Stars form from dense clouds of relatively cool, tenuous gas located primarily in the spiral arms of galaxies.  These clouds, containing about 75% hydrogen, collapse and the contraction causes the internal temperature to rise.  The time required for the gas cloud to condense into a proto-star is of the order of ten million years.  Once the temperature reaches about 10 million K (~18 million F), nuclear fusion reactions start that convert hydrogen into helium. As hydrogen nuclei are protons, which carry a positive charge, they repel each other.  The high temperature is necessary to give the protons enough energy that they move fast enough that when they collide, their "speed" overcomes the repulsion between them.  In stars up to about 1.3 solar mass, the proton-proton chain reaction dominates.  In stars heavier than 1.3 solar masses, the CNO cycle dominates.  The Sun, for example, converts about 98.3% of its hydrogen using the proton-proton reaction, the remaining 1.7% via the CNO cycle. The energy this produces counteracts the force of gravity so the star stops contracting.  While stars are converting hydrogen into helium in their core they are referred to as main sequence stars.  Our sun is a typical example.  Brightness (luminosity) and color are functions of the mass of the star. Cooler stars are redder, while hotter stars are bluer.  The sun is yellow and toward the middle of the range.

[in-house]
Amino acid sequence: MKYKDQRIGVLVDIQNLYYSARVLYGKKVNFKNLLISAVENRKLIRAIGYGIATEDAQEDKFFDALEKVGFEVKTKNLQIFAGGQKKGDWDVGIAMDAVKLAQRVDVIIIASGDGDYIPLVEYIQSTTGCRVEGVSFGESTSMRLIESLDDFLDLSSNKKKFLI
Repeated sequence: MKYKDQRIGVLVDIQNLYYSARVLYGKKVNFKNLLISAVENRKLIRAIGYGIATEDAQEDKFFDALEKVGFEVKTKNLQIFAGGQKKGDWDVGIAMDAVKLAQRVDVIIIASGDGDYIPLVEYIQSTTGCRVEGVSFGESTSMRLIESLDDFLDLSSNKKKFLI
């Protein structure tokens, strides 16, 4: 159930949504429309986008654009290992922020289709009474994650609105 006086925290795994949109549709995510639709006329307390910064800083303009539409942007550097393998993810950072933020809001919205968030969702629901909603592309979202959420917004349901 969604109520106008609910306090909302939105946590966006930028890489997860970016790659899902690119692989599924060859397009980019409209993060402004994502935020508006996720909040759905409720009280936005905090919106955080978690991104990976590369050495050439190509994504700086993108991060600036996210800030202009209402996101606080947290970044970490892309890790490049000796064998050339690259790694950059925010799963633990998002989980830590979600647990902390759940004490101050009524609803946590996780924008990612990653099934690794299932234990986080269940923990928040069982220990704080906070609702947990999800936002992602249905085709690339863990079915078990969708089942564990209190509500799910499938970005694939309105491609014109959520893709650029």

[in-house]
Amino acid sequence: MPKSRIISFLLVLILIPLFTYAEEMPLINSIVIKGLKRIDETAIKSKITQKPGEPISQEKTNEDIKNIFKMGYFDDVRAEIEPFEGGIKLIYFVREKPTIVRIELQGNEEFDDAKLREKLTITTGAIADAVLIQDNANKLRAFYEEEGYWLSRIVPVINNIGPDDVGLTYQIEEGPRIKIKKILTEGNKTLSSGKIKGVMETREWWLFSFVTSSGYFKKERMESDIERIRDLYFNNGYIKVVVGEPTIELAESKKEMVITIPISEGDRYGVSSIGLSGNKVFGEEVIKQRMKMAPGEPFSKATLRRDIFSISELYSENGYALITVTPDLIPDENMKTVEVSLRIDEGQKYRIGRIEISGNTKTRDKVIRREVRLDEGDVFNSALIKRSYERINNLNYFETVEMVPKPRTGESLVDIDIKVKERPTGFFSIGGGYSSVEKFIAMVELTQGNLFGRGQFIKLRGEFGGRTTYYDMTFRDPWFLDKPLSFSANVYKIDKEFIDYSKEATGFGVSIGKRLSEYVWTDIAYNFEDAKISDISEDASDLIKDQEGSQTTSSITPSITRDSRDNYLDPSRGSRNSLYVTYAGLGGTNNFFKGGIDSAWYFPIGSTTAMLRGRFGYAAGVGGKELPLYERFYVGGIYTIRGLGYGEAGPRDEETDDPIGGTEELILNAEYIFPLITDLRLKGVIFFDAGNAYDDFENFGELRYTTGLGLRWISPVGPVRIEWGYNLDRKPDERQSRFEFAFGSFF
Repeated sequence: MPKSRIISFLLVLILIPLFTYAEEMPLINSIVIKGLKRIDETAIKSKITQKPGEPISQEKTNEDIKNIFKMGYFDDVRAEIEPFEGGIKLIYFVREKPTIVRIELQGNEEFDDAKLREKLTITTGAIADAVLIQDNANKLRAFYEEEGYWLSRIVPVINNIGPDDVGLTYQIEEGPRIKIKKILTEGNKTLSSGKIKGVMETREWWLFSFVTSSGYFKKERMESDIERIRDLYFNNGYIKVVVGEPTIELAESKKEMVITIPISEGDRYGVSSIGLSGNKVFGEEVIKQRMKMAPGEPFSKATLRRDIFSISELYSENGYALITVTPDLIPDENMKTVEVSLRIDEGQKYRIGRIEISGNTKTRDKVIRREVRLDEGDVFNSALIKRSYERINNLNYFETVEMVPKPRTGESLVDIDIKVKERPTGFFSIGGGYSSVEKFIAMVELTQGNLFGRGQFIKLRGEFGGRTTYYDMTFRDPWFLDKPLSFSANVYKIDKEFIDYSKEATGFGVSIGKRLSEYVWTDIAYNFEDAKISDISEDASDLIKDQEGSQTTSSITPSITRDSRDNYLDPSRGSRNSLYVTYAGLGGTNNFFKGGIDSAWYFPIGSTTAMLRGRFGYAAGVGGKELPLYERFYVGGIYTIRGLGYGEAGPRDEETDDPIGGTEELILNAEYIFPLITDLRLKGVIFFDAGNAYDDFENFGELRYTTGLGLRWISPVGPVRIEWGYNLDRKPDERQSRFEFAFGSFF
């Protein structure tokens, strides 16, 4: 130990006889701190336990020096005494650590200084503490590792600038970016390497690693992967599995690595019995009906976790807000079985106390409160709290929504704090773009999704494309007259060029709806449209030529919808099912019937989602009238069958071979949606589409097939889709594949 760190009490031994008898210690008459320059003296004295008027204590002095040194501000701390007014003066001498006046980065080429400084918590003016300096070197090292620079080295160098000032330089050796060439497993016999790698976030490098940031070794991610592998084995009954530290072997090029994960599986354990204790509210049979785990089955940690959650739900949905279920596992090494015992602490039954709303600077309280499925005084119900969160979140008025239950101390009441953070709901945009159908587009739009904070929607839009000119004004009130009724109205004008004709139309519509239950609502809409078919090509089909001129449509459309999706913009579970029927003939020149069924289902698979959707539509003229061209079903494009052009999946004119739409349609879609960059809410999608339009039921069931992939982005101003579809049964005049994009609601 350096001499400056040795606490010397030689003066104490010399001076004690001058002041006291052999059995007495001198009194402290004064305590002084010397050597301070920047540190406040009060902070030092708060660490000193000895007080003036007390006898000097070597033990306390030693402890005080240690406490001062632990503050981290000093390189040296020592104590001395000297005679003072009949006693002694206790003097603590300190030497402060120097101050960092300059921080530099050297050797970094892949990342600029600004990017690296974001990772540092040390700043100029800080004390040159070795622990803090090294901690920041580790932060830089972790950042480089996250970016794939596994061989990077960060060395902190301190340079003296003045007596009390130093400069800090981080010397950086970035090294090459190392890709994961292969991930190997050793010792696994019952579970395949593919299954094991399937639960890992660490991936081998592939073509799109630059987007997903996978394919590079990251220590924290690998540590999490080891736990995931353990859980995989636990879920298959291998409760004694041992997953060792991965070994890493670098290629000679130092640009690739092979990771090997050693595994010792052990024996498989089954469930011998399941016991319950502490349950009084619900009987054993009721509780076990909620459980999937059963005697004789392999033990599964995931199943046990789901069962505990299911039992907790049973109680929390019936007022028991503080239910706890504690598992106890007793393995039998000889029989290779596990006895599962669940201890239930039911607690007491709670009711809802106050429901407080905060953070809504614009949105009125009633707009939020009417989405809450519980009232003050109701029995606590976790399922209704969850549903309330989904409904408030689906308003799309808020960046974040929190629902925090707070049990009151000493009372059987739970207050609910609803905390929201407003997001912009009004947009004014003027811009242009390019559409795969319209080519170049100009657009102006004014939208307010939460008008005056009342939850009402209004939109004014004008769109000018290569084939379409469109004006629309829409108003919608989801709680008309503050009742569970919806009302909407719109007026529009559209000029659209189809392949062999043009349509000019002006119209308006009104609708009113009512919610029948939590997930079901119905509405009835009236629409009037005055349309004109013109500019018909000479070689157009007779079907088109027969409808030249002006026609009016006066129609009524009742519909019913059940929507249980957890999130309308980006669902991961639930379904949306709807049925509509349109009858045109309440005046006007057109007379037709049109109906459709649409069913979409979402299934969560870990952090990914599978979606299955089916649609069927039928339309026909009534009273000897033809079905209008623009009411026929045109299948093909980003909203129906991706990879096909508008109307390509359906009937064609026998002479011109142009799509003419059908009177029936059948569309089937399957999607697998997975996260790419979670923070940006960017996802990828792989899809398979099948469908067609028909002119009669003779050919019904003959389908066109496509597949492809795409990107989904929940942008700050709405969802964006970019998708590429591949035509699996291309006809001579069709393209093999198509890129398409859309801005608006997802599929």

The more massive a star, the faster it burns up its hydrogen, so the shorter its life.  The sun is about half way through a main sequence life of around 10 billion (10
9) years.  Really massive stars can use up their Hydrogen in mere millions rather than billions of years.   VY Canis Majoris is perhaps 20 times the size of the Sun, and only a few million years old, but is nearing the end of its days. On the other hand, small stars last much longer.  A red dwarf with, perhaps, 10% of the Sun's mass, may spend over a trillion years on the main sequence. 
© Richard Powell

The Main Sequence

Astronomy & Cosmology -

Stars - Life & Death of Stars

WILLIAM & DEBORAH HILLYARD
Menu:
The Hertzsprung-Russell diagram. A plot of luminosity (absolute magnitude) against the color of stars ranging from the high-temperature blue-white stars on the left side of the diagram to the low temperature red stars on the right side.  Note that the temperatures quoted are surface temperatures.  Internal temperatures are much higher.  The Sun, for example, is around 15 million degrees at its center.  "This diagram is a plot of 22,000 stars from the Hipparcos Catalogue together with 1000 low-luminosity stars (red and white dwarfs) from the Gliese Catalogue of Nearby Stars. The ordinary hydrogen-burning stars like the Sun are found in a band running from top-left to bottom-right called the Main Sequence. Giant stars form their own clump on the upper-right side of the diagram. Above them lie the much rarer bright giants, supergiants and hypergiants. At the lower-left is the band of white dwarfs - these are the dead cores of old stars which have no internal energy source and over billions of years slowly cool down towards the bottom-right of the diagram.